The different types of Covid testing explained
Coronavirus: 2020’s biggest surprise that no one asked for and certainly no one wanted. But, it happened, and for the short-term – at the very least – it’s here to stay. There’s light at the end of the tunnel as vaccinations begin to roll out worldwide, but what should one do in the meantime if they suspect they’ve caught it? What are the different types of Covid tests and are there different benefits to each? Here’s our guide to Covid testing, from PCR and lamp tests to antigen vs antibody testing.
Why is testing important?
Covid-19 spreads very quickly and can sometimes lead to serious complications and even death for those infected. Getting tested as soon as one starts to experience symptoms, or if one has come into contact with someone who is showing symptoms, is extremely important. It means that an individual can effectively self-isolate and reduce the risk of spreading the infection to others, even if they’re asymptomatic.
Testing also provides the government with more accurate data on infection rates and the country-wide spread of the virus. This in turn helps them to offer effective guidance to keep the most vulnerable of our people safe and dictate the current restrictions required nationally.
Destinations around the world are insisting that visitors must provide proof of a negative PCR test taken less than 72 hours before arrival. They’re also great for showing employers that one is fit to work.
PCR tests are very accurate and quick to administer. They check for the virus’s genetic material which is called RNA. A simple throat or nasal swab is taken, which can confirm whether the patient is or isn’t actively infected with Covid. It can feel uncomfortable, but it’s over very quickly.
One can visit a testing hub for PCR tests in London, Edinburgh, Cardiff and other locations across the UK, where PCR tests are available for pick up. Take the test at home, drop off the sample and receive results quickly. If one tests negative, they’ll also usually receive a fit to fly certificate for travel.
No test is 100% accurate and they vary in their levels of “sensitivity” – meaning their ability to correctly identify Covid in a person – but the PCR test is the most popular one that’s currently being requested by foreign governments. It’s also the standard test used by the NHS.
Lamp tests – or loop-mediated isothermal amplification – also look for RNA in the patient’s sample. They can be administered by swab but also, and arguably more comfortably, they can just use a saliva sample. Because they can be quickly processed on-site, lamp tests are popular at airports such as Heathrow.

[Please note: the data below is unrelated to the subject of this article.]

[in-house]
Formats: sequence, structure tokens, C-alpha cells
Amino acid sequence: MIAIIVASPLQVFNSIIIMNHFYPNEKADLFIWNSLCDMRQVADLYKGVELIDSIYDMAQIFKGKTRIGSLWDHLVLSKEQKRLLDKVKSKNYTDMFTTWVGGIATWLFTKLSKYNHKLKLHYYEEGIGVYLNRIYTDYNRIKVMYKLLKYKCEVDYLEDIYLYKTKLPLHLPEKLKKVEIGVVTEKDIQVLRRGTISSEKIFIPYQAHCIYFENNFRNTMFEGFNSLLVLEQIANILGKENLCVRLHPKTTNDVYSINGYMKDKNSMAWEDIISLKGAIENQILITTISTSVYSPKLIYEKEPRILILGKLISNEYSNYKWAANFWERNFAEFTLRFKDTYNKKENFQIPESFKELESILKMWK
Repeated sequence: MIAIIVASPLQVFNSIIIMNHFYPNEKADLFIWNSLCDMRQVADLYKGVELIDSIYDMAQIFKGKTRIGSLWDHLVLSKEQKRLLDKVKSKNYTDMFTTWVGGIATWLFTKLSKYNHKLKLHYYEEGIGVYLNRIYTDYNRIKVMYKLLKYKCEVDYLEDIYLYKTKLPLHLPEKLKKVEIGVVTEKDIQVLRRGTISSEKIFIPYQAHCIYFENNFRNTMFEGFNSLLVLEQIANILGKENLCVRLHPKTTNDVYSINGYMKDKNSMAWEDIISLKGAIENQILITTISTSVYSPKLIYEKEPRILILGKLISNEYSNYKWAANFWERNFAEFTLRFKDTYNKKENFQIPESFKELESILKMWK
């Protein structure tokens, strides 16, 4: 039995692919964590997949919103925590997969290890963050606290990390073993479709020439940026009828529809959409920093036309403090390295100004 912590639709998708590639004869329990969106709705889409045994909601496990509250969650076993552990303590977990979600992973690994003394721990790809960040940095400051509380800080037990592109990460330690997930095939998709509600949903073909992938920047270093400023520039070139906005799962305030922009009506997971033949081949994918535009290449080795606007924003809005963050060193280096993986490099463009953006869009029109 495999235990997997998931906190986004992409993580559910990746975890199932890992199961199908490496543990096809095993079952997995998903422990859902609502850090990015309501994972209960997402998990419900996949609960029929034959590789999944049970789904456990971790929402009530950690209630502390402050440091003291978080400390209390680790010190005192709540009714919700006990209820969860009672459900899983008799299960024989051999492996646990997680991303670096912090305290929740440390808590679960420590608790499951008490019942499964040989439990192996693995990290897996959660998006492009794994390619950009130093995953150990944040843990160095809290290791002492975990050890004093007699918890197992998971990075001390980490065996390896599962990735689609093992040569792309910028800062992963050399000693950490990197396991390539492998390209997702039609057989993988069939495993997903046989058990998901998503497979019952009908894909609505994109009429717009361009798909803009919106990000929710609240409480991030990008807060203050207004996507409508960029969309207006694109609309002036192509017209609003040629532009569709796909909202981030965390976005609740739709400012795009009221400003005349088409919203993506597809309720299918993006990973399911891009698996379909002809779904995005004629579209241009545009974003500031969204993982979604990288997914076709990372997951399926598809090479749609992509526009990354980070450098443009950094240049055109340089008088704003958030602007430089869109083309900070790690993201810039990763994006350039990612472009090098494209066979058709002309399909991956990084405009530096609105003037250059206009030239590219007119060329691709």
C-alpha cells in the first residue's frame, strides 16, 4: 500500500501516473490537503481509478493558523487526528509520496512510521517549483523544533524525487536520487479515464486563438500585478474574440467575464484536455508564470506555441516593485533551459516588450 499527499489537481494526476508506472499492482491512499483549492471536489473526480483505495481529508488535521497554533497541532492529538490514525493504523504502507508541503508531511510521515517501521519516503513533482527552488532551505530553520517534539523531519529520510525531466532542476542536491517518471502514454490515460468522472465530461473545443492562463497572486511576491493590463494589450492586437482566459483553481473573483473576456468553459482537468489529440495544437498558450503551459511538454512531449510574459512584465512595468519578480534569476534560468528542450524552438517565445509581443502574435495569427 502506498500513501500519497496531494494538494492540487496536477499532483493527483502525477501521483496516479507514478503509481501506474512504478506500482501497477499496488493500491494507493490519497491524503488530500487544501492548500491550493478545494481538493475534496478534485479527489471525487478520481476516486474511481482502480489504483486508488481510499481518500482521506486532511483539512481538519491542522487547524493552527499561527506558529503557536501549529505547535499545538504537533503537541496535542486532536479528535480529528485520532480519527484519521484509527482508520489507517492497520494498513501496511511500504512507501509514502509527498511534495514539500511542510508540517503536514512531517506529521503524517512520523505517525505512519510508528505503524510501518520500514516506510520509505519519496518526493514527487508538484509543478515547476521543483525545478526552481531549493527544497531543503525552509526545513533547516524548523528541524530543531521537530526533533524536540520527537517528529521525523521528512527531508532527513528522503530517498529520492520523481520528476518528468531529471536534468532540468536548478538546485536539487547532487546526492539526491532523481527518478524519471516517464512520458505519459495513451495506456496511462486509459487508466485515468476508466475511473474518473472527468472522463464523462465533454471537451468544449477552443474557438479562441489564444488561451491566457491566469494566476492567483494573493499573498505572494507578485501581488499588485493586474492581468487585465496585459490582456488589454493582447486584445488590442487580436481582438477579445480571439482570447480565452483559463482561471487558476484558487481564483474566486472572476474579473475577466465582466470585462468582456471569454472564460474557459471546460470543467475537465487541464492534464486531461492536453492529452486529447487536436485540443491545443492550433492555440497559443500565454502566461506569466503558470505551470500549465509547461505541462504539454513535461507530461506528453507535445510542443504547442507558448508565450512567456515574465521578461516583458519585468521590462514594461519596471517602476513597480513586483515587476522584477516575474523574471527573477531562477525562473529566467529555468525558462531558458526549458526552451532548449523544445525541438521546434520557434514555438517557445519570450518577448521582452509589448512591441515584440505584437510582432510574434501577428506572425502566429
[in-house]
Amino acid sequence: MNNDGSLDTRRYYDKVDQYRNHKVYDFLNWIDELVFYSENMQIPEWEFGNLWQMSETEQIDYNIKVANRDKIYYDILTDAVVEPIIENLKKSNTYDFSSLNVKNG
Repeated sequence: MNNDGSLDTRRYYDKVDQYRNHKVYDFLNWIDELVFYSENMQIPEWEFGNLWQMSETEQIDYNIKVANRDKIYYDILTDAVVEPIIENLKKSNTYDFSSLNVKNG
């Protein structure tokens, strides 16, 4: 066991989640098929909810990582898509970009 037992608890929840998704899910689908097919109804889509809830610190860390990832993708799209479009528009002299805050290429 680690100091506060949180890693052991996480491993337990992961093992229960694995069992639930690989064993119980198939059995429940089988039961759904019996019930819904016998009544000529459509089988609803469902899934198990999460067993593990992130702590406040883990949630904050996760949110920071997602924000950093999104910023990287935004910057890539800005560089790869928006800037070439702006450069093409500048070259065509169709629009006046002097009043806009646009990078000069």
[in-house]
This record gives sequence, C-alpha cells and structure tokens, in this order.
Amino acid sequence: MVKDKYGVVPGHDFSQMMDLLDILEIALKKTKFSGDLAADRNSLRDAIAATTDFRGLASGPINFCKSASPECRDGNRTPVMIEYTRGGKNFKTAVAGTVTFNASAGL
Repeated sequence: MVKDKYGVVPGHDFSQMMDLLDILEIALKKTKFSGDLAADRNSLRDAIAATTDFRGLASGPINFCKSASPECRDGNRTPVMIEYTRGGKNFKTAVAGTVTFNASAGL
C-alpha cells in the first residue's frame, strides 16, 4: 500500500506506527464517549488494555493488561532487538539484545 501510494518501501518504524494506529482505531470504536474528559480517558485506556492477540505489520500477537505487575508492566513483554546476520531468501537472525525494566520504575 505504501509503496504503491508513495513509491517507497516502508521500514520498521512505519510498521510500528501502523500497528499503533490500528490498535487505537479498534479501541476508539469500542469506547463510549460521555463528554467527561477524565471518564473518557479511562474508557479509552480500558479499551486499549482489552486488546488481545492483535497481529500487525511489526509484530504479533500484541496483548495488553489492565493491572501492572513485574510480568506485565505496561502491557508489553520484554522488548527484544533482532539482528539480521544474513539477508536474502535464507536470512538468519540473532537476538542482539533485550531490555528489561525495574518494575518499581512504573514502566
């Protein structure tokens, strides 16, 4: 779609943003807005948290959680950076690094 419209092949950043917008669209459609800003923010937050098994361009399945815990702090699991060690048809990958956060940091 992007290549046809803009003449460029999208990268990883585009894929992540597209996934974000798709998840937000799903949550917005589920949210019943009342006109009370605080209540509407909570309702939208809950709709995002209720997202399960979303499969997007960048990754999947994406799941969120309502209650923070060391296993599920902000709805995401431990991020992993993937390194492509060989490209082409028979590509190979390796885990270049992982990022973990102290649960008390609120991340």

There are concerns that this form of testing isn’t as accurate as PCR testing, as it can produce false negatives. This is why PCR is the preferred test for travellers wishing to enter another country.
Antigen tests look for coronavirus-specific proteins in swab samples taken from suspected patients. Like PCR tests, they confirm whether a person is actively infected with Covid. They provide quicker results than PCR tests, usually within fifteen to thirty minutes, but are more likely to miss the infection or provide a false positive. Since no laboratory testing is required, there is a rapid turnaround of results which may be desirable in certain situations.
Antibody tests don’t look for an active Covid infection. Instead, they check a patient’s blood for antibodies that are created by the immune system in response to the virus previously being present. They develop like warriors to fight off the infection and defend the body.
There is room for error with antibody tests though: not everyone who has had the virus will provide antibodies. The test also doesn’t show whether someone is immune to the virus or if they can or cannot spread the virus to others.
A recent study by Public Health England shows most people who have had the virus are protected from catching it again for at least five months – which is how long the study has lasted so far. Not everyone has proven immune though, with some participants becoming reinfected by coronavirus. Even if they don’t show symptoms the second time around, they can still hold and pass on high levels of the virus.
Testing for Covid-19 isn’t always pleasant. However, as one can understand, it’s necessary – especially for keeping yourself and others safe throughout 2021. So keep our Covid testing guide in mind when planning an upcoming work trip or getaway, and be sure to get tested straight away if you start to display symptoms or come into contact with someone who is infected.
The editorial unit